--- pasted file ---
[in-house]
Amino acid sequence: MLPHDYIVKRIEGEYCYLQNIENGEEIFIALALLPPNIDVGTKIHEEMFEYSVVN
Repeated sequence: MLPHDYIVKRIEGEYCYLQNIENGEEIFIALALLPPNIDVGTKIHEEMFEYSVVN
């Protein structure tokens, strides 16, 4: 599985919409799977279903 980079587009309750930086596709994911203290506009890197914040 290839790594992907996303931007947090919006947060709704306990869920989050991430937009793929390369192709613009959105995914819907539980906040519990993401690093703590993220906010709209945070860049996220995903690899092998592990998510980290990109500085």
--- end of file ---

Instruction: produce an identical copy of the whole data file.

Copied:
[in-house]
Amino acid sequence: MLPHDYIVKRIEGEYCYLQNIENGEEIFIALALLPPNIDVGTKIHEEMFEYSVVN
Repeated sequence: MLPHDYIVKRIEGEYCYLQNIENGEEIFIALALLPPNIDVGTKIHEEMFEYSVVN
């Protein structure tokens, strides 16, 4: 599985919409799977279903 980079587009309750930086596709994911203290506009890197914040 290839790594992907996303931007947090919006947060709704306990869920989050991430937009793929390369192709613009959105995914819907539980906040519990993401690093703590993220906010709209945070860049996220995903690899092998592990998510980290990109500085």